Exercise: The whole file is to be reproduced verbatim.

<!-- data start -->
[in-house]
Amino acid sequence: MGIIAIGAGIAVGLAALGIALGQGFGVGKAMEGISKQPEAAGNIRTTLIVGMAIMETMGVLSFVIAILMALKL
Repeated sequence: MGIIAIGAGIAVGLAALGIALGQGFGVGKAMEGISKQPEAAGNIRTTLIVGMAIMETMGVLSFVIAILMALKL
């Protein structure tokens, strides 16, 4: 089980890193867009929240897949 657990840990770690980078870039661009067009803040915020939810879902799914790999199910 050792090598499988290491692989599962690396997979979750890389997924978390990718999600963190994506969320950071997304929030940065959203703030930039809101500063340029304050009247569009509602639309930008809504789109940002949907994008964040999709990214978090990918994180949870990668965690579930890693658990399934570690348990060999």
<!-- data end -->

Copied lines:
[in-house]
Amino acid sequence: MGIIAIGAGIAVGLAALGIALGQGFGVGKAMEGISKQPEAAGNIRTTLIVGMAIMETMGVLSFVIAILMALKL
Repeated sequence: MGIIAIGAGIAVGLAALGIALGQGFGVGKAMEGISKQPEAAGNIRTTLIVGMAIMETMGVLSFVIAILMALKL
């Protein structure tokens, strides 16, 4: 089980890193867009929240897949 657990840990770690980078870039661009067009803040915020939810879902799914790999199910 050792090598499988290491692989599962690396997979979750890389997924978390990718999600963190994506969320950071997304929030940065959203703030930039809101500063340029304050009247569009509602639309930008809504789109940002949907994008964040999709990214978090990918994180949870990668965690579930890693658990399934570690348990060999």